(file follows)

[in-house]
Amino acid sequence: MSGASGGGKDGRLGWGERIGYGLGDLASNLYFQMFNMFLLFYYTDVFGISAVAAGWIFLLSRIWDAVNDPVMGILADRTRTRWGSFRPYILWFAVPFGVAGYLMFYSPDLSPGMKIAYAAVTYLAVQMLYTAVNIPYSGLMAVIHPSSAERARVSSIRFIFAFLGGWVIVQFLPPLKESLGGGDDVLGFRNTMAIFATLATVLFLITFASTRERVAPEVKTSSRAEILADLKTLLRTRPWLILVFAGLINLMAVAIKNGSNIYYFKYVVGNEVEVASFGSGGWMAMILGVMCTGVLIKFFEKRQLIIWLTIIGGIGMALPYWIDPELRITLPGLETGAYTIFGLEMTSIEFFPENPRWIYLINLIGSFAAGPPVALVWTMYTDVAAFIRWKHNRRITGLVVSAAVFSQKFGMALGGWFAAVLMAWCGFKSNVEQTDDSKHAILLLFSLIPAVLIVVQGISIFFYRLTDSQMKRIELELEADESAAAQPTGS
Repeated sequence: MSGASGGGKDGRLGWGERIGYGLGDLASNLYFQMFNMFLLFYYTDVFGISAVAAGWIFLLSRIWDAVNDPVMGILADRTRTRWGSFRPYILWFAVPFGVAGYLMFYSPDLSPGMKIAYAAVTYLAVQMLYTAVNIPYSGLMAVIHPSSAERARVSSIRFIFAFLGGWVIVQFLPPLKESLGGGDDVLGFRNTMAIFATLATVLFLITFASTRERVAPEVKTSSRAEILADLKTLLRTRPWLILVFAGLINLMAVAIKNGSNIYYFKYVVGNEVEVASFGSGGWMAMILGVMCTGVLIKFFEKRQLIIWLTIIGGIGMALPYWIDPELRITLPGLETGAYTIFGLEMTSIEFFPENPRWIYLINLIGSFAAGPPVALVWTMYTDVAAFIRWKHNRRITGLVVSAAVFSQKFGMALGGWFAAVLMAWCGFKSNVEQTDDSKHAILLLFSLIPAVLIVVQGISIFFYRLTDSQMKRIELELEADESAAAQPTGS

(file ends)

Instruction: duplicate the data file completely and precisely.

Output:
[in-house]
Amino acid sequence: MSGASGGGKDGRLGWGERIGYGLGDLASNLYFQMFNMFLLFYYTDVFGISAVAAGWIFLLSRIWDAVNDPVMGILADRTRTRWGSFRPYILWFAVPFGVAGYLMFYSPDLSPGMKIAYAAVTYLAVQMLYTAVNIPYSGLMAVIHPSSAERARVSSIRFIFAFLGGWVIVQFLPPLKESLGGGDDVLGFRNTMAIFATLATVLFLITFASTRERVAPEVKTSSRAEILADLKTLLRTRPWLILVFAGLINLMAVAIKNGSNIYYFKYVVGNEVEVASFGSGGWMAMILGVMCTGVLIKFFEKRQLIIWLTIIGGIGMALPYWIDPELRITLPGLETGAYTIFGLEMTSIEFFPENPRWIYLINLIGSFAAGPPVALVWTMYTDVAAFIRWKHNRRITGLVVSAAVFSQKFGMALGGWFAAVLMAWCGFKSNVEQTDDSKHAILLLFSLIPAVLIVVQGISIFFYRLTDSQMKRIELELEADESAAAQPTGS
Repeated sequence: MSGASGGGKDGRLGWGERIGYGLGDLASNLYFQMFNMFLLFYYTDVFGISAVAAGWIFLLSRIWDAVNDPVMGILADRTRTRWGSFRPYILWFAVPFGVAGYLMFYSPDLSPGMKIAYAAVTYLAVQMLYTAVNIPYSGLMAVIHPSSAERARVSSIRFIFAFLGGWVIVQFLPPLKESLGGGDDVLGFRNTMAIFATLATVLFLITFASTRERVAPEVKTSSRAEILADLKTLLRTRPWLILVFAGLINLMAVAIKNGSNIYYFKYVVGNEVEVASFGSGGWMAMILGVMCTGVLIKFFEKRQLIIWLTIIGGIGMALPYWIDPELRITLPGLETGAYTIFGLEMTSIEFFPENPRWIYLINLIGSFAAGPPVALVWTMYTDVAAFIRWKHNRRITGLVVSAAVFSQKFGMALGGWFAAVLMAWCGFKSNVEQTDDSKHAILLLFSLIPAVLIVVQGISIFFYRLTDSQMKRIELELEADESAAAQPTGS